In some instances, unintentional plating can occur, leading to galvanic corrosion. For example, if a fountain with an aluminium sculpture contains copper ions from copper pipes, copper can deposit onto the aluminium due to electrochemical replacement plating. The areas where the copper has plated can then cause galvanic corrosion of the aluminium in the unplated areas, resulting in pitting. This same issue can also arise when copper plates onto zinc. It’s worth noting that even trace amounts of copper ions in water (as little as 0.1 ppm) can increase the corrosion rate of zinc.
Treatment of Galvanic Corrosion
Selecting Compatible Metals
When two dissimilar metals are in contact, selecting metals positioned as closely as possible to each other in the galvanic series is advisable. For instance, if the initial choice for the armatures inside a bronze sculpture is steel, it would be prudent to substitute it with stainless steel, a metal positioned higher in Table 1 of the galvanic series.
To prevent galvanic corrosion, one option is to use an insulator like Teflon or plastic to separate different metals. For example, a more noble metal sculpture could have a more active metal armature. However, if there are multiple contact areas, the failure of just one can cause the two metals to come into electrical contact. Additionally, if the insulator becomes porous as it ages, it can trap electrolytes like a sponge. This was seen in the Statue of Liberty, where asbestos separators soaked in shellac became porous over time. As part of the maintenance program, it’s important to regularly inspect the insulators between metals to prevent galvanic corrosion.
When two metals are plated together, they cannot be separated. The object is inherently flawed if the plating places the more noble metal on top. This is because the problem of galvanic corrosion is built into the object itself. The only solution is to keep the object in an environment that won’t cause galvanic corrosion. Because the metals are permanently connected through an electrical connection, avoiding any connection through an electrolyte is crucial. The best practice is to store the object in a dry environment or protect it with regular waxing or other coatings.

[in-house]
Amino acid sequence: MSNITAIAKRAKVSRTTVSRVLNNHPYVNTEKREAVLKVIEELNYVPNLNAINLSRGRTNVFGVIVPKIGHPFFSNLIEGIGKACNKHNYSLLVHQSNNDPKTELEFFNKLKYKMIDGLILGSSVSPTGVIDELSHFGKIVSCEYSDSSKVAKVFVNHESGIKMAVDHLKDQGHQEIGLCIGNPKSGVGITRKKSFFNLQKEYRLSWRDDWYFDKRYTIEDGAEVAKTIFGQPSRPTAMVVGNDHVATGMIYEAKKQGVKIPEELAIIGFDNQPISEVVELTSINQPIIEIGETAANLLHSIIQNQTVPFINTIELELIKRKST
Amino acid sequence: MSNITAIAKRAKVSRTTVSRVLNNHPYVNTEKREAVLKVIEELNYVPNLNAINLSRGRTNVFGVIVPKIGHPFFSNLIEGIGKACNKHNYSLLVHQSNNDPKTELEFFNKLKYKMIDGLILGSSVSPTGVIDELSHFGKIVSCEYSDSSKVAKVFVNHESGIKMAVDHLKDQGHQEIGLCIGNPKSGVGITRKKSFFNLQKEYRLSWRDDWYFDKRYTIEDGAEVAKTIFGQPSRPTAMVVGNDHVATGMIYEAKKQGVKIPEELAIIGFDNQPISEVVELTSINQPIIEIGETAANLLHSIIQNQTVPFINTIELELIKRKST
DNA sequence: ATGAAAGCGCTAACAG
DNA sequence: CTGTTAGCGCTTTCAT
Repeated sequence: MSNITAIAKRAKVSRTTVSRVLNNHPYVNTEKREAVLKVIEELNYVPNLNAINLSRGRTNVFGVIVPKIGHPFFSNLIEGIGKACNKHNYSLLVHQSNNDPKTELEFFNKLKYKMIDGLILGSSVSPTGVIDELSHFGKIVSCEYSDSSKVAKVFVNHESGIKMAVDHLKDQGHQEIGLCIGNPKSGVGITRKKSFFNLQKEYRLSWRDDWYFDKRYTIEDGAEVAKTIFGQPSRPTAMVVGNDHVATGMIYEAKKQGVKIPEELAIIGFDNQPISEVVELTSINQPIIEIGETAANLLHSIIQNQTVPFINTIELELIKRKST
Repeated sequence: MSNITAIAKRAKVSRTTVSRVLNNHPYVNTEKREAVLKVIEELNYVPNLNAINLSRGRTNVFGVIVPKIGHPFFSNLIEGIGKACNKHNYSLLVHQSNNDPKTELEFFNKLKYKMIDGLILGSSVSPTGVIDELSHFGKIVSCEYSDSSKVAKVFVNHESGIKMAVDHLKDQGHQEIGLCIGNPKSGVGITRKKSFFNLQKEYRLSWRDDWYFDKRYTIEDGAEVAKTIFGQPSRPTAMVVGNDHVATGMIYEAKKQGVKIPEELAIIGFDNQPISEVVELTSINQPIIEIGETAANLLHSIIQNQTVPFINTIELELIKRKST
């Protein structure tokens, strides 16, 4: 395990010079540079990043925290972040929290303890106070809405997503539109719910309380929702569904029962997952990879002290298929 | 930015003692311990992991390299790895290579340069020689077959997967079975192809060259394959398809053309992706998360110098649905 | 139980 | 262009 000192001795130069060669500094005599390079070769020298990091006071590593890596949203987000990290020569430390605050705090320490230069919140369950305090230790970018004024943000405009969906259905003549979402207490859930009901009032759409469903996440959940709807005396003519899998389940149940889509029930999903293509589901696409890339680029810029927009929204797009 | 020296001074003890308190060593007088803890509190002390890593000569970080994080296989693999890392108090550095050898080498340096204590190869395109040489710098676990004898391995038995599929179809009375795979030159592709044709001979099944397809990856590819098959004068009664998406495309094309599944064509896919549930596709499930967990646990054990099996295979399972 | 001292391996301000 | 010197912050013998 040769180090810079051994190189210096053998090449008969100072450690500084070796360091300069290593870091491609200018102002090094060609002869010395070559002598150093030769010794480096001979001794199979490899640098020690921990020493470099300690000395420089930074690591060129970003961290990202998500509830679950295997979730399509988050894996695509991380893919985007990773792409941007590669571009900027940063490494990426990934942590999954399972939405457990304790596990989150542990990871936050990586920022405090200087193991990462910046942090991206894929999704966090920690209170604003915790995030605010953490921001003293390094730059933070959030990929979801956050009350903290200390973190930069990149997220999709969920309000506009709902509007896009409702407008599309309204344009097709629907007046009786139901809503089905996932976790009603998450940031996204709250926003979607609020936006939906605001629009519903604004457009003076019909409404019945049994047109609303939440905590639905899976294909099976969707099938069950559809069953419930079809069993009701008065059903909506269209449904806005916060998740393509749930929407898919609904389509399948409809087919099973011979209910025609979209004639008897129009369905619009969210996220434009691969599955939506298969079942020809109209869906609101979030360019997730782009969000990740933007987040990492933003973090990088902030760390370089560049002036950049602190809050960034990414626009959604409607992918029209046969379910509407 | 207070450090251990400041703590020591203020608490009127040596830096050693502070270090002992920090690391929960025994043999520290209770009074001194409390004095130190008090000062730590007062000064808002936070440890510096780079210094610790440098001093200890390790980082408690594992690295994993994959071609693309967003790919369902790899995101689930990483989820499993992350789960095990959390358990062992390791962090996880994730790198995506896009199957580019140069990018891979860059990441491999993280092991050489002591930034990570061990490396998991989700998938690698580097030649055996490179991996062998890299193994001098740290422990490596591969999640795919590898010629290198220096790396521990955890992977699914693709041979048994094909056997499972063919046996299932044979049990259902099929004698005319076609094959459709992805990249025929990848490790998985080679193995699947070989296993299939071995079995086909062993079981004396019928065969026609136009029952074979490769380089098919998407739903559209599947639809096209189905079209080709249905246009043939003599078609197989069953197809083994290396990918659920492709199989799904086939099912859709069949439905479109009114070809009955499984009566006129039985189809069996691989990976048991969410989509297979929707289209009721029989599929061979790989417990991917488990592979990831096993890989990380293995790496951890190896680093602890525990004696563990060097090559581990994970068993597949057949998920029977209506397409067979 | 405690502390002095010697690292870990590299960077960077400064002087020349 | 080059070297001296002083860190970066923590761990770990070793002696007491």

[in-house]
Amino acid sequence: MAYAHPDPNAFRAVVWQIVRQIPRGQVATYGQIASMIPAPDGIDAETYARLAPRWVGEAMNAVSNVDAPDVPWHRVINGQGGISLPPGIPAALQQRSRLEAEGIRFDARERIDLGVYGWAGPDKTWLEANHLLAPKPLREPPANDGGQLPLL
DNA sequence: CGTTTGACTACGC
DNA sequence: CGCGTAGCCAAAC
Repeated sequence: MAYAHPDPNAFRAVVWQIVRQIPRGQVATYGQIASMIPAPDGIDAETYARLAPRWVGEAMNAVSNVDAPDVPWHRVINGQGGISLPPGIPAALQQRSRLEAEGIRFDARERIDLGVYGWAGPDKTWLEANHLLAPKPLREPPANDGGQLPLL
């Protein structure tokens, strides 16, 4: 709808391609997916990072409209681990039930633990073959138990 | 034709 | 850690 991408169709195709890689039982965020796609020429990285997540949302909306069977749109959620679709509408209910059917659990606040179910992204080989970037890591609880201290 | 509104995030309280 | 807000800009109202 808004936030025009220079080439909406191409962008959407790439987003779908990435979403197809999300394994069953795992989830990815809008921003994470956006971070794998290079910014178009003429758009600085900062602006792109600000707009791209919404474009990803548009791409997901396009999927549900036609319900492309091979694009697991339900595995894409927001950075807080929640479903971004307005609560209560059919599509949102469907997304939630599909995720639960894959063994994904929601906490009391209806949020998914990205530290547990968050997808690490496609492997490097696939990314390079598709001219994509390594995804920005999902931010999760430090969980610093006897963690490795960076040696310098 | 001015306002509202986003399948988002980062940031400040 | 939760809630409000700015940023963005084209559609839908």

Threatening the Structural Integrity
If galvanic corrosion is threatening the structural integrity of an object, the corrosion should be removed, or the corroded parts should be replaced. This can be a challenging task, especially for large sculptures. However, using a proper corrosion remover, you can restore the metal to its original form.
OXIGO (f.k.a. OXIDEX) is a thixotropic one-step corrosion remover and surface renovator that prepares surfaces for refinishing and provides protection from further corrosion. OXIGO removes corrosion, degreases, etches and phosphatizes metal surfaces in one easy step.
Prevention of Galvanic Corrosion
Maintain a Dry Environment
In industrial settings, machinery, aeroplanes, equipment, etc., are often exposed to varying environmental conditions. At times, protecting them from highly humid conditions can be hard. However, by ensuring proper storage and sealing equipment from moisture sources, equipment can be protected from moisture to a certain extent.
Use Corrosion Inhibitor
Select a corrosion inhibitor compatible with your industrial equipment’s specific metals and alloys. It is essential to make sure that inhibitors demonstrate excellent performance in salt spray tests. In addition, inhibitors should be fast-drying as otherwise, the moisture from the product can be a source of corrosion. Lastly, the film formed should be easy to wipe off for cleaning and reapplication purposes.
Conclusion: Galvanic Corrosion
In conclusion, galvanic corrosion presents a significant challenge in materials and engineering, as it can lead to the degradation of metals when they come into contact with each other in the presence of an electrolyte. This article has delved into the causes and effects of galvanic corrosion, shedding light on the science behind it, including the galvanic series and corrosion potential. This article is a vital tool for assessing the corrosion susceptibility of various metals. While galvanic corrosion can lead to unsightly damage, it can also be harnessed for beneficial purposes, such as sacrificial anodes to protect more noble metals. However, when not appropriately managed, galvanic corrosion can threaten the structural integrity of objects. Prevention is the key, whether selecting compatible metals, using insulating materials, or employing corrosion inhibitors. Ultimately, understanding and effectively addressing galvanic corrosion is crucial in preserving the longevity and performance of various metal components and equipment.